Multiple reports this morning tell us that Dems and Republicans are close to a deal to replace the sequester with spending at slightly over $1 trillion in fiscal 2014 and 2015. Unfortunately, it looks increasingly like an extension of unemployment insurance will not be part of the compromise.
“The odds of it being in the budget deal are slipping away,” one senior Senate Democratic leadership aide told me, in reference to the extension of the Emergency Unemployment Compensation program, which is set to be cut off for 1.3 million people just after Christmas.
Democrats had pushed for the extension, but encountered GOP resistance, and after Dems initially threatened what looked like a real stand on the issue, multiple Dem leaders came out and said a budget deal is not contingent on a UI continuation. As Senator Dick Durbin put it yesterday: “I don’t think we’ve reached that point where we’ve said this is it, take it or leave it.”
The original idea was that since House conservatives are certain to oppose anything that raises spending levels, Republicans would need Dems to pass any final deal through the House. This should have theoretically given Dems leverage to insist on the extension. But according to the senior Senate aide, Dems are wary of killing a deal that lifts spending levels — a major progressive priority, given the sequester’s drag on the recovery and the impact of spending cuts on government — even if it means the fight over UI won’t be resolved in immediate budget talks.
“Of course we’d want to have the extension in the budget deal,” the aide says. “But we’re dealing with Paul Ryan here. We’ve negotiated with Ryan to increase spending for the next two years in exchange for savings over the next 10 years. Replacing as much of sequestration as possible will be far better for families and the economy than the alternative, another CR at sequester levels — and we can’t let the perfect be the enemy of the good.”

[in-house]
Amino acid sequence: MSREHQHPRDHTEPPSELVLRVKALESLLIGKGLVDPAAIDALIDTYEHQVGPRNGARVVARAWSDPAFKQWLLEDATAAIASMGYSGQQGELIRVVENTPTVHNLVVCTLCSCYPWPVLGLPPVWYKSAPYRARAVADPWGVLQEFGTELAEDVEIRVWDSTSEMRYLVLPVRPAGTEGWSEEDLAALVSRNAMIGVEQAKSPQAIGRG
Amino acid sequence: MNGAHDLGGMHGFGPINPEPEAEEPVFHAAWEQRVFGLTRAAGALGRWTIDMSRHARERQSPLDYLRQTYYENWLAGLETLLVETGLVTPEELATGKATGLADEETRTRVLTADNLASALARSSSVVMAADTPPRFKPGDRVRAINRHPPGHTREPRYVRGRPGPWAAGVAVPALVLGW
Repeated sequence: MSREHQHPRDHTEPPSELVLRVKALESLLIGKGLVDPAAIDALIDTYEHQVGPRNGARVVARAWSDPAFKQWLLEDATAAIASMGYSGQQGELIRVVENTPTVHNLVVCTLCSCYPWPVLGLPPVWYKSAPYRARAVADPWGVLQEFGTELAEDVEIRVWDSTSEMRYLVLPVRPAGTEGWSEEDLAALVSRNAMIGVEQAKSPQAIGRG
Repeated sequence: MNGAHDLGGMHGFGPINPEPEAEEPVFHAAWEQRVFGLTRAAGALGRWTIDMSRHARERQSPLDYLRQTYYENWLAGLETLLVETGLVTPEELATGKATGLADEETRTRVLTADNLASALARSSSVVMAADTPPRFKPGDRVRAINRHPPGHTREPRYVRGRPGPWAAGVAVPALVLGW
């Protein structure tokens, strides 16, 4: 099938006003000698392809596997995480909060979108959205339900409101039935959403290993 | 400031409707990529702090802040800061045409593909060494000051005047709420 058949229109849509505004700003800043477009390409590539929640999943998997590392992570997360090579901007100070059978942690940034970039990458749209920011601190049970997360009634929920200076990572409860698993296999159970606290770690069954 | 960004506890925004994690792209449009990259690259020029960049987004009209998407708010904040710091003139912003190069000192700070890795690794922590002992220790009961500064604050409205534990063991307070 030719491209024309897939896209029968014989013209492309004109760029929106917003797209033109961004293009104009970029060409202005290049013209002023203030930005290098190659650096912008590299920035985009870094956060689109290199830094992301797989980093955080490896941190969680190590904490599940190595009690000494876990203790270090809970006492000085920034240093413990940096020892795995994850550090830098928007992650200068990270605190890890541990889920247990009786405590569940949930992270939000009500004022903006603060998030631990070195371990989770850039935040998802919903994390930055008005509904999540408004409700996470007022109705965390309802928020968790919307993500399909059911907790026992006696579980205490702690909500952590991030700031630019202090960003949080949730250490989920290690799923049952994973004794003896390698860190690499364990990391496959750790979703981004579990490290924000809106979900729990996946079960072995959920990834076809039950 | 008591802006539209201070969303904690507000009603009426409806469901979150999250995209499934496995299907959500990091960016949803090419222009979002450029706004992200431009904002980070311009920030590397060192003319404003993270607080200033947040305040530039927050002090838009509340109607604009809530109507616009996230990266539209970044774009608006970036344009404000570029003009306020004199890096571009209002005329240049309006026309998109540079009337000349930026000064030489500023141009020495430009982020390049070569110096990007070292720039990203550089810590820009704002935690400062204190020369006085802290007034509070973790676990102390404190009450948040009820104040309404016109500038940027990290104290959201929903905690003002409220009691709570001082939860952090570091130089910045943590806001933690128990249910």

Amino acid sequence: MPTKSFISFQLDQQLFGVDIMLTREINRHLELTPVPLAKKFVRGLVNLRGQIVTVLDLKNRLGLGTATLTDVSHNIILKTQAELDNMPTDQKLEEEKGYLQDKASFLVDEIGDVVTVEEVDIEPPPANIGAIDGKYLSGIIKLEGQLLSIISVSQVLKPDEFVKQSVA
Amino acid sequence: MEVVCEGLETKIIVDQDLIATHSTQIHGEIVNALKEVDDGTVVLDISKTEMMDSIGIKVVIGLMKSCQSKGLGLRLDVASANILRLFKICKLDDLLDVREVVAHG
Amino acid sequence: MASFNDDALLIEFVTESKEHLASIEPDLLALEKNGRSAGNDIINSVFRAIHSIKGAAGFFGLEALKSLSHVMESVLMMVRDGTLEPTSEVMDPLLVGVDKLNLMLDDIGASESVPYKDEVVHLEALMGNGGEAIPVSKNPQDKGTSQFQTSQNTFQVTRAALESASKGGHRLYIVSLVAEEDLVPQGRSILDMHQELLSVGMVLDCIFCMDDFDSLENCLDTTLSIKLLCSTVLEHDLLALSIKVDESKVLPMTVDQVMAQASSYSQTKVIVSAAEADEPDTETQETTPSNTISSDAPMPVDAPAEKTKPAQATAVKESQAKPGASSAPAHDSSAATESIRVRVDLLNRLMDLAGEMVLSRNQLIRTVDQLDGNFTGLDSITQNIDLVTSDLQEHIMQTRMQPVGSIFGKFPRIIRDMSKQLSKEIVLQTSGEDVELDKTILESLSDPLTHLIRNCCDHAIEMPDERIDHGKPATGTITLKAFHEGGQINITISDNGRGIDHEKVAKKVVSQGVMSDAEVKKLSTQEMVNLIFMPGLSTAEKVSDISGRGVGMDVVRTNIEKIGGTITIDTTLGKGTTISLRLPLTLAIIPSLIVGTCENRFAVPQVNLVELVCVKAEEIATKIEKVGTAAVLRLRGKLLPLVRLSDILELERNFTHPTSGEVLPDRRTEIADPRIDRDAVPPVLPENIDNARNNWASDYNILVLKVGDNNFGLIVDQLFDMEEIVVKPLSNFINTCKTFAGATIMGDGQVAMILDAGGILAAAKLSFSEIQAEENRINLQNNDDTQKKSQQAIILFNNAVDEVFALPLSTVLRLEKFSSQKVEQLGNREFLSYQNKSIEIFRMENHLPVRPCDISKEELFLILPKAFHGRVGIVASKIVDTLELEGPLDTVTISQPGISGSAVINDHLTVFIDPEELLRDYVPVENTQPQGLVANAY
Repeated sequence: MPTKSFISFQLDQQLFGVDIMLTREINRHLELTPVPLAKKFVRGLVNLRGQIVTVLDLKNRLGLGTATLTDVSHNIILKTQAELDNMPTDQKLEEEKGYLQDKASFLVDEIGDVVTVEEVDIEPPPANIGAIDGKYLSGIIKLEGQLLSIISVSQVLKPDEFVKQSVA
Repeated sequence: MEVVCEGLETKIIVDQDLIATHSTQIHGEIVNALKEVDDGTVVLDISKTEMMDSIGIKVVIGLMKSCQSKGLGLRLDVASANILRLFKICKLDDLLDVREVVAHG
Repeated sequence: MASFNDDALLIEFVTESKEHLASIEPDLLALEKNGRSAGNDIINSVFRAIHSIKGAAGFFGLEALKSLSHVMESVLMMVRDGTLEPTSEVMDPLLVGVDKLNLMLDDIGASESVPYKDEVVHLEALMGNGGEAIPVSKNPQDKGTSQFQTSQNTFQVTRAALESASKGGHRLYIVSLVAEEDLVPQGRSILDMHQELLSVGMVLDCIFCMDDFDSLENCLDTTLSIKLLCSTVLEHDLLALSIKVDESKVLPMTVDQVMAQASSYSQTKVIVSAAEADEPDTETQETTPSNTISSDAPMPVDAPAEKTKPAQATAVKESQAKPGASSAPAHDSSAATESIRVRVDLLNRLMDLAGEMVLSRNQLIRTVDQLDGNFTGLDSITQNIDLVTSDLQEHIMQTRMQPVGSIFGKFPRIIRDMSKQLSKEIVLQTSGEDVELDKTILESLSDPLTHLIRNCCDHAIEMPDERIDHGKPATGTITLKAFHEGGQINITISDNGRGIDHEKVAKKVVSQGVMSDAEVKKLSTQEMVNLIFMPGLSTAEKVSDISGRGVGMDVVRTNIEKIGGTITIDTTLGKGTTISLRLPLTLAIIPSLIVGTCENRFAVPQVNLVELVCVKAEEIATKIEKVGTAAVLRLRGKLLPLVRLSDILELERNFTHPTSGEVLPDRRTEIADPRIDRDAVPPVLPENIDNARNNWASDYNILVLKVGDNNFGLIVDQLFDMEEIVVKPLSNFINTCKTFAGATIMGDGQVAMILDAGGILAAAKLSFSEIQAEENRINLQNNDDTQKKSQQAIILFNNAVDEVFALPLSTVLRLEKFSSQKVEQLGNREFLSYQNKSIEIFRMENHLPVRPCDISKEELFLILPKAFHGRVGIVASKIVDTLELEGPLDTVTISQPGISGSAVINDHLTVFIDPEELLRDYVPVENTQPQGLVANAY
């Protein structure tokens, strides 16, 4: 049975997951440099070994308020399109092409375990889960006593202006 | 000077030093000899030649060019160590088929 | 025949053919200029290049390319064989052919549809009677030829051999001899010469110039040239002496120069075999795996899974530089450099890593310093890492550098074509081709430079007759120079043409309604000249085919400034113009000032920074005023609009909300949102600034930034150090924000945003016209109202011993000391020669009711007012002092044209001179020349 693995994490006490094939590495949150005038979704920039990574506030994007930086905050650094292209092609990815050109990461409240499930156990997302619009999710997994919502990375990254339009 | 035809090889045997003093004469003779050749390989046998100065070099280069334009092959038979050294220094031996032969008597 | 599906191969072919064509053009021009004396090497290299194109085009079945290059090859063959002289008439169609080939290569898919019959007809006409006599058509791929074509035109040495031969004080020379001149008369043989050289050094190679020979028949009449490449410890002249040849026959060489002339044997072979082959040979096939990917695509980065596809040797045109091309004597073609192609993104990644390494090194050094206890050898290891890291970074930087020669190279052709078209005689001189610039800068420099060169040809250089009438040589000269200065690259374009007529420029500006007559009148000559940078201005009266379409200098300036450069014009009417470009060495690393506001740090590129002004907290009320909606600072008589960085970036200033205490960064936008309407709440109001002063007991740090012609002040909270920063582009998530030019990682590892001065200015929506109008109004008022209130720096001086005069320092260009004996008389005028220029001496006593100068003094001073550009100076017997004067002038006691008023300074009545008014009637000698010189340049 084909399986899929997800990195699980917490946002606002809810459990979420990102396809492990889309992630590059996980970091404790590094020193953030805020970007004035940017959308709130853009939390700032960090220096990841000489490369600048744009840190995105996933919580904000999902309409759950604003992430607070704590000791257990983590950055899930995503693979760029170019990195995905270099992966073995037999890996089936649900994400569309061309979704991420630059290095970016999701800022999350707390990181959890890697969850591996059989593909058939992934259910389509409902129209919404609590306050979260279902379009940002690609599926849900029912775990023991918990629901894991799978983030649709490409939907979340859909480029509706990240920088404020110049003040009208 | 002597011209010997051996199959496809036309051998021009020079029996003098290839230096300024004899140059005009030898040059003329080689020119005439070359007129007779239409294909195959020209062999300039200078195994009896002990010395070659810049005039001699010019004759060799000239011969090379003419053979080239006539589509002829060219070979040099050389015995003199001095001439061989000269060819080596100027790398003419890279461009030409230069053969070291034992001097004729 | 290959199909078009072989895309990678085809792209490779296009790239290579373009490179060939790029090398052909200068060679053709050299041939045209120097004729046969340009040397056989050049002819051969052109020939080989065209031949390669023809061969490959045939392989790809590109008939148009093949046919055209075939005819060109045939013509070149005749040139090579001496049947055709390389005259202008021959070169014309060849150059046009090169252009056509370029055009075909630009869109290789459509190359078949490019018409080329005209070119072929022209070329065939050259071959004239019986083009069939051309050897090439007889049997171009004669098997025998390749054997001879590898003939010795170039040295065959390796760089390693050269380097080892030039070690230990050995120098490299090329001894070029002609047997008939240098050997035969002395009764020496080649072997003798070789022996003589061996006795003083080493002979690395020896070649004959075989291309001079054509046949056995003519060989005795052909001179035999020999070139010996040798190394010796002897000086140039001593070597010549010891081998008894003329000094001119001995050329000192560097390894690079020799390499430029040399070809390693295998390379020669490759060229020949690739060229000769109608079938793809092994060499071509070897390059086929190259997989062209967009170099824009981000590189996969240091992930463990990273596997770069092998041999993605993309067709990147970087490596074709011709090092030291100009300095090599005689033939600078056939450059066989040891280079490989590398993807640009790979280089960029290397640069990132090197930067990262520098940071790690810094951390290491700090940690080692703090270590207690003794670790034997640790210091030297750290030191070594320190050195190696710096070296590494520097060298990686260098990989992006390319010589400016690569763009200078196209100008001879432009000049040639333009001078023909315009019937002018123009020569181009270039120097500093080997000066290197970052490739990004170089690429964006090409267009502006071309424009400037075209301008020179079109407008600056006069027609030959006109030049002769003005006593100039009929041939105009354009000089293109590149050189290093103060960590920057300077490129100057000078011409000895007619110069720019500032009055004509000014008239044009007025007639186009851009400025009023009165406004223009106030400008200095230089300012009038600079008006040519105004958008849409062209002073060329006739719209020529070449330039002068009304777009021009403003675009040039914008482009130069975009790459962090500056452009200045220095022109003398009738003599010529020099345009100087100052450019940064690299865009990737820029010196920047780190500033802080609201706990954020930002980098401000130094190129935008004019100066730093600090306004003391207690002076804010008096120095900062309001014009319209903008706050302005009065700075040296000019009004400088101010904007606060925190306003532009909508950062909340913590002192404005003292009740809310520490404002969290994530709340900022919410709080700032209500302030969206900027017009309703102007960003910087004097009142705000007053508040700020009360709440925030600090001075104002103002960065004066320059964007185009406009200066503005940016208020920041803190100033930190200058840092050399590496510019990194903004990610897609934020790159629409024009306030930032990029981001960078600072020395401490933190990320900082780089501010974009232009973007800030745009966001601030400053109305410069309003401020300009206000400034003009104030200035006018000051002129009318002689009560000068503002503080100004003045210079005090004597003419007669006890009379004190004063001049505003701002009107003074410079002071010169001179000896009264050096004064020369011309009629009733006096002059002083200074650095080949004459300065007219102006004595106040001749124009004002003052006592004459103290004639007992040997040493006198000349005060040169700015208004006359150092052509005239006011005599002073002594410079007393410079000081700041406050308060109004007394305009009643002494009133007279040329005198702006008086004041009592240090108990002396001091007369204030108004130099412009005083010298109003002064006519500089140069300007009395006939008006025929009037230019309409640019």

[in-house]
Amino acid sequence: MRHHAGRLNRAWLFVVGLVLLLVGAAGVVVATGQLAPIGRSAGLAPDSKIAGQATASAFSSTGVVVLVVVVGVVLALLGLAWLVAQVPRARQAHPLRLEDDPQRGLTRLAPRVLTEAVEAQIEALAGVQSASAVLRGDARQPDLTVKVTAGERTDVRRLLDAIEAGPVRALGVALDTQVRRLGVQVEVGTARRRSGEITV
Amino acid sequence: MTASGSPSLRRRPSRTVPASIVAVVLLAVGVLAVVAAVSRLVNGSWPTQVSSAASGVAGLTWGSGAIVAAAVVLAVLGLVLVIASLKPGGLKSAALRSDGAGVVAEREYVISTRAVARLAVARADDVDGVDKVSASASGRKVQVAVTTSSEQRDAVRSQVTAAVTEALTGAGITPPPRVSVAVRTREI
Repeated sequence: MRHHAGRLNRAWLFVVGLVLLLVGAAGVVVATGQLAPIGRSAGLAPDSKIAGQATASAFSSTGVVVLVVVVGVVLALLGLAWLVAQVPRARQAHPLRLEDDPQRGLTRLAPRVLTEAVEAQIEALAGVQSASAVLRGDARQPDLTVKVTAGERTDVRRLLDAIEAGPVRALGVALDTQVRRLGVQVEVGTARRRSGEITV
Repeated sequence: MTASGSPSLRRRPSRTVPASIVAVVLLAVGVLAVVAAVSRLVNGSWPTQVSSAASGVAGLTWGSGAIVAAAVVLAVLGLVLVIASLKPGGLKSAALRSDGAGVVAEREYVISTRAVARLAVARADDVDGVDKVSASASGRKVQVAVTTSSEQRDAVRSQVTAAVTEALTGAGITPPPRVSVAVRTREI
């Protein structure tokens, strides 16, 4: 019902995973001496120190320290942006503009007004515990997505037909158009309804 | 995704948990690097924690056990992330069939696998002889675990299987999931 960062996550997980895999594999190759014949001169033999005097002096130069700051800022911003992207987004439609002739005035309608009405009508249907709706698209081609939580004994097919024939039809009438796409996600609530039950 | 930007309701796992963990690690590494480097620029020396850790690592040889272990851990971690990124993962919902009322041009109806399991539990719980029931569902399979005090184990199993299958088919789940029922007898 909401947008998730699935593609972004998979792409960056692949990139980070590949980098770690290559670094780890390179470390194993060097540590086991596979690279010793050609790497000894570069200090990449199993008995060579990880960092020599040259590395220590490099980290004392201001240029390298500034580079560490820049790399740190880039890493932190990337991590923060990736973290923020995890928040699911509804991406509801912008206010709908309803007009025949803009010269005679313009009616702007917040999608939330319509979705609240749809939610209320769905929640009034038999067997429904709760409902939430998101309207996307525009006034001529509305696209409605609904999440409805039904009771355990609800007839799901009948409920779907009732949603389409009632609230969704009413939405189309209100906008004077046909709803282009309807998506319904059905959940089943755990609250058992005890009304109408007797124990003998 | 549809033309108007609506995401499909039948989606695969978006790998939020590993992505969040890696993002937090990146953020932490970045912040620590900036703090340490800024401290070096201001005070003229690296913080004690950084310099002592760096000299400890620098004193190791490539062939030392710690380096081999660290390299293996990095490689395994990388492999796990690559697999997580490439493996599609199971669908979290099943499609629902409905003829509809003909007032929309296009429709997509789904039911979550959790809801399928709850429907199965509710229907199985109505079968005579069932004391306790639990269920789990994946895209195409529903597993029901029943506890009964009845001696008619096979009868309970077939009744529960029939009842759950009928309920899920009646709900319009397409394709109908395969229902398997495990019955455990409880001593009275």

The aide stresses that Dems continue to push for the extension, and that Dems are trying to leverage the GOP need for Dem votes to push for other priorities, such as whittling down Ryan’s demand that federal workers pay more for retirement benefits.
The discussion, I’m told, is also focused on the possibility of renewing the push for a UI extension in another way. The emerging budget deal sets spending toplines, but appropriators still have to write spending bills before the January 15th deadline — so Dems could push for the extension to be written in then, with benefits being made retroactive by two weeks.
But right now, while it’s good news that the sequester may well be replaced, perhaps speeding the recovery, it’s looking increasingly likely that over a million people will lose benefits in just a few weeks. This, even though it may be unprecedented for Congress to cut off benefits with long-term unemployment at such high levels, and even though many of these people may drop out of the labor force entirely.
* WHY GOP OPPOSES EXTENDING UNEMPLOYMENT BENEFITS: Paul Krugman has a good column explaining that Republican reluctance to extend unemployment insurance is rooted in ideas — in faulty economics and a wrong-headed view that assistance encourages joblessness. He also doesn’t spare Dems from criticism:
The good news, such as it is, is that the White House and Senate Democrats are trying to make an issue of expiring unemployment benefits. The bad news is that they don’t sound willing to make extending benefits a precondition for a budget deal, which means that they aren’t really willing to make a stand. So the odds, I’m sorry to say, are that the long-term unemployed will be cut off, , thanks to a perfect marriage of callousness — a complete lack of empathy for the unfortunate — with bad economics. But then, hasn’t that been the story of just about everything lately?